Q. Whenever I sit to study, my mind gets defocused after 1 hour. After that, I am not able to concentrate on my studies. What should I do?
Mostly, 60 minutes is the most one can concentrate deeply while studying. More than that not only leads to 'saturation' of mind, but also physical sluggishness. A different activity than studies is needed to rejuvenate both. Combining two activities (playing a game of football with friends, taking a walk while listening to music) can help you refocus. You could also do any other preferred activity during breaks. Some students would get refreshed after a short nap. You can also do different activities in each short break (15-20 minute every 60-90 minutes of study). Finally, alternate studies which need focussed concentration (subjects which are perceived by you as 'difficult') with relatively easy study.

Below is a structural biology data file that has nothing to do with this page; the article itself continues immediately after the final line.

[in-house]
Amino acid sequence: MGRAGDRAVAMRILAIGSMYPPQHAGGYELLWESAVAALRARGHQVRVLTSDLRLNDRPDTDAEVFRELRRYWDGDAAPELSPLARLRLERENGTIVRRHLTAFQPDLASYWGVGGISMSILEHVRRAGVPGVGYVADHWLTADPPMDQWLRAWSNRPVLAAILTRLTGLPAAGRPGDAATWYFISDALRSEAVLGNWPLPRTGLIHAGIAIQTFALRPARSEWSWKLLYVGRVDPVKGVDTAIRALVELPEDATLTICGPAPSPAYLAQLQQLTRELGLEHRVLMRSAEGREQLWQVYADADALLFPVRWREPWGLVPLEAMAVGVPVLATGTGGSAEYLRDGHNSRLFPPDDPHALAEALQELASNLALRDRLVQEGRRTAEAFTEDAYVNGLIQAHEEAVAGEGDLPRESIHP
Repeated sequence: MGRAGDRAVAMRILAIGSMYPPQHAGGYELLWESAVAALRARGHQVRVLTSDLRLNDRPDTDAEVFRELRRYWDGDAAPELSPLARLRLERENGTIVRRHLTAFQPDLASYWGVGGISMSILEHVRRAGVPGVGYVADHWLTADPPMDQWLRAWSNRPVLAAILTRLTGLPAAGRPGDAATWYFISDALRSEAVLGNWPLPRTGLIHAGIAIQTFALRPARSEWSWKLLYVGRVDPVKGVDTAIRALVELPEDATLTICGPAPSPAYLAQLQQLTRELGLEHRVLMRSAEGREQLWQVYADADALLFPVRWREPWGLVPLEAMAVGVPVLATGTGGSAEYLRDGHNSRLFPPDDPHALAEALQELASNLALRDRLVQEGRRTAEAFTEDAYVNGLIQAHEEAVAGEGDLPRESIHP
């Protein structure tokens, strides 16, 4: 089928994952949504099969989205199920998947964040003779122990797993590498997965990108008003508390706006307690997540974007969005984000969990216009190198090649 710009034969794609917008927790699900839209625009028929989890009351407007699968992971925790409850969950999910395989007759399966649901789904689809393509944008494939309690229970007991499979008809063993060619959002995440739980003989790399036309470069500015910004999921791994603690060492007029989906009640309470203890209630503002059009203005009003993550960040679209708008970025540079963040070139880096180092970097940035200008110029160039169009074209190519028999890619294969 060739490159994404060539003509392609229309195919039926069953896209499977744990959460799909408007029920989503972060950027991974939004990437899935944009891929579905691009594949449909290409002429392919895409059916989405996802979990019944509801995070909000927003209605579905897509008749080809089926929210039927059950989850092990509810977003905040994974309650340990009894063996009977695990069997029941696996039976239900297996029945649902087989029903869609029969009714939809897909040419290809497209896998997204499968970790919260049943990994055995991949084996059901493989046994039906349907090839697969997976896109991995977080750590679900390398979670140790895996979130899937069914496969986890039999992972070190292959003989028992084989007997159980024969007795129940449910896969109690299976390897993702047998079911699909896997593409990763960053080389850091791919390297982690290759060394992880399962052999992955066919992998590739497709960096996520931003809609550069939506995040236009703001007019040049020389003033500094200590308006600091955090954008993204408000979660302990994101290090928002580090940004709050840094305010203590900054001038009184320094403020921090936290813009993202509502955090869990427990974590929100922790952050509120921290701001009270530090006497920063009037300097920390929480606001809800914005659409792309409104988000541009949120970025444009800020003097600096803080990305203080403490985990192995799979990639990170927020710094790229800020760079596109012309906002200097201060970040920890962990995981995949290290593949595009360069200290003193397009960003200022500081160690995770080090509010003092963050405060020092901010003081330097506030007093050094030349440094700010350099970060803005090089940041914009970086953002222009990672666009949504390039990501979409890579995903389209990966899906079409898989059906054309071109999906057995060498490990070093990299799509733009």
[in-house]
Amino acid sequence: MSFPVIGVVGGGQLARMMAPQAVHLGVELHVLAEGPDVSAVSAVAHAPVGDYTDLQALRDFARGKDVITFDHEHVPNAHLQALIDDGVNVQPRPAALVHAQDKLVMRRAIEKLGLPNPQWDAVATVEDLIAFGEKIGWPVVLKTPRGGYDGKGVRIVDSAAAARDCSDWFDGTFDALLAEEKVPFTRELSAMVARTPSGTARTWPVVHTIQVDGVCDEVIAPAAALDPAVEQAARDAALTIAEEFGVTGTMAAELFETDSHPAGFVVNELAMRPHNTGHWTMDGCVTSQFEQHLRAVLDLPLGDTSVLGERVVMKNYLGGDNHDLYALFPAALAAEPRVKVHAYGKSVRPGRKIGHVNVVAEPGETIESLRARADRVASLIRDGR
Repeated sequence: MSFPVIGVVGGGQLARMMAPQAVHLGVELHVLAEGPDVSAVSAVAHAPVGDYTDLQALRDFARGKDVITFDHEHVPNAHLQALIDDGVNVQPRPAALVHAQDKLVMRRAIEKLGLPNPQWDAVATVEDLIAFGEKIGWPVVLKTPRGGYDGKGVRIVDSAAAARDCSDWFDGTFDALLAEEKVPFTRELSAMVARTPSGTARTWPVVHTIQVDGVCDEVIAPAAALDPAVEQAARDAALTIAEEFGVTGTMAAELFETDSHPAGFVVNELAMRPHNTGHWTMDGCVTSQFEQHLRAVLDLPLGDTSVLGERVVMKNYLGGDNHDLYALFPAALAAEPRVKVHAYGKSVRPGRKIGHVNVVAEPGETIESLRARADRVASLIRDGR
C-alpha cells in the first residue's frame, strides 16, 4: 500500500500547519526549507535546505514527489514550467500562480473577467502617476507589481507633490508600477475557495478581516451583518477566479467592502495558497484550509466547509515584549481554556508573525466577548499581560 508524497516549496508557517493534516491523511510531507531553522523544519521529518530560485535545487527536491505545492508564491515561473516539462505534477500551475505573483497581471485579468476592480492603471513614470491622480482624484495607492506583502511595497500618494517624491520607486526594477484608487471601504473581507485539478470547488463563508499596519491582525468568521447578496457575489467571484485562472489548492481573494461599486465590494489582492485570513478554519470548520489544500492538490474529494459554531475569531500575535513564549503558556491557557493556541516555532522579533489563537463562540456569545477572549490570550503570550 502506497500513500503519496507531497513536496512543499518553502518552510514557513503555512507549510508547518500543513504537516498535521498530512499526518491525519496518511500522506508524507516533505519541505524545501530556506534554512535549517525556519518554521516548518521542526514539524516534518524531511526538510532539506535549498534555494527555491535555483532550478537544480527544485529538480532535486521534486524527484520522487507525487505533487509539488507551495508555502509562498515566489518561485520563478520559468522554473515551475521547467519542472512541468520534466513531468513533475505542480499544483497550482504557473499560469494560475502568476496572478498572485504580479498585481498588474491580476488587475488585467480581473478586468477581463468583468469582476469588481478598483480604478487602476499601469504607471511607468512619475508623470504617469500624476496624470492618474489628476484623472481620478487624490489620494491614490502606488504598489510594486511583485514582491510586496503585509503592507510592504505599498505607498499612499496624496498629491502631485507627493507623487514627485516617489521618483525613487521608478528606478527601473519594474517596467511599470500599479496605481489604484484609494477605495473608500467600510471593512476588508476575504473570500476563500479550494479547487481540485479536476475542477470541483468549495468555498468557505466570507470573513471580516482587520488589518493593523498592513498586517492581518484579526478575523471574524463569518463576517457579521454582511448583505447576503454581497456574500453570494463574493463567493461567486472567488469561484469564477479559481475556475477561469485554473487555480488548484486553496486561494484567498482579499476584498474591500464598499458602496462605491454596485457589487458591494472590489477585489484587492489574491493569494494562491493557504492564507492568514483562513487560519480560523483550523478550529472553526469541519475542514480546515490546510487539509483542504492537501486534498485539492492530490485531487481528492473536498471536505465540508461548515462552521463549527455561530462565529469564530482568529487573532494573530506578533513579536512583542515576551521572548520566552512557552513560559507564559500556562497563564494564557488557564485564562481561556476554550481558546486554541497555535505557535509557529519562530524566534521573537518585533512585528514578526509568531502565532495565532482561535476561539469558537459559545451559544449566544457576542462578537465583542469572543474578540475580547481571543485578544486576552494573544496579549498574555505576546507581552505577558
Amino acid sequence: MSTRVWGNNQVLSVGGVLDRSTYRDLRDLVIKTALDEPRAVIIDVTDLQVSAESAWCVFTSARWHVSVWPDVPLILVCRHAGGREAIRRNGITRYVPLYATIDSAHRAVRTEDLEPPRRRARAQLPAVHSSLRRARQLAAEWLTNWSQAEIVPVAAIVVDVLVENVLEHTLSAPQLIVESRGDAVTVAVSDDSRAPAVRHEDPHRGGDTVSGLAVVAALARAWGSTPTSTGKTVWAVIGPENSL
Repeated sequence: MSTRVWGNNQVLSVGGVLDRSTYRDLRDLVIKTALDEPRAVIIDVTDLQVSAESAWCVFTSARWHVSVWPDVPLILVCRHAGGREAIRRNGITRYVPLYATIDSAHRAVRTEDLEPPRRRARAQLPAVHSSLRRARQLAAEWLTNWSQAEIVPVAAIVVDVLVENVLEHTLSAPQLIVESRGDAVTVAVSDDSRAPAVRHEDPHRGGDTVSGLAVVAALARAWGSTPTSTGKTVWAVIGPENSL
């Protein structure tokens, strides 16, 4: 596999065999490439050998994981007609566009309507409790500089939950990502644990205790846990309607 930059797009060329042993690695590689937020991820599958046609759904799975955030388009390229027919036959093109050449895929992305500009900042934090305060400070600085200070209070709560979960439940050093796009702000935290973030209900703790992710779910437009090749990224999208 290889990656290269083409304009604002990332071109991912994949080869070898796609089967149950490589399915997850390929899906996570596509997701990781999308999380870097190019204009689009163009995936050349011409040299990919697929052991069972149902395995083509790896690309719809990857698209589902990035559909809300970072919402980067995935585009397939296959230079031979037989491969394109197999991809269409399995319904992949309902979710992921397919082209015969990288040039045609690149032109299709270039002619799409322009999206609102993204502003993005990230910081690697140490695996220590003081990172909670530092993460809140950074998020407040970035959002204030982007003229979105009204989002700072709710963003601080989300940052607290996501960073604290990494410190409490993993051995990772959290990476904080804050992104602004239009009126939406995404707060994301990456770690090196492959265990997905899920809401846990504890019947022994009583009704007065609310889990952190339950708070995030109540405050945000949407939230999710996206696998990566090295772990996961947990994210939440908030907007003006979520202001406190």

Q. I am a class 12th student. I have heard diet plays a key role in beating exam stress. How? Could you please help frame my diet chart?
Intermittent (between main meals), limited, calorie nutrient-rich 'boosts' are required for concentration. Scientific evidence exists that knowledge-based work in examinations is known to induce fluctuations in blood glucose and other hormones in the body. Preliminary evidence also points out health beverages fortified with micronutrients and vitamins, such as drinks with electrolytes, lassi, etc., may be beneficial. But be careful not to take more than an occasional drink with caffeine (Coffee, colas, 'Red bull' drink). These drinks sometimes contain as high as 280 milligrams caffeine per 8.5 ounces (more than twice the amount in a cup of coffee), which may result in increase in blood pressure and heart rhythm irregularity. Green tea may not be a bad option.
Snacks could include nuts and salads. Fruits and healthy drinks help maintain hydration and blood electrolyte levels. Main meals should contain fewer fried foods, some carbohydrates, and adequate proteins. And before sleeping, our traditional favourite, a glass of hot milk may help you sleep well!
(Dr Misra is the director of the department of diabetes and metabolic diseases at Fortis Hospitals.)
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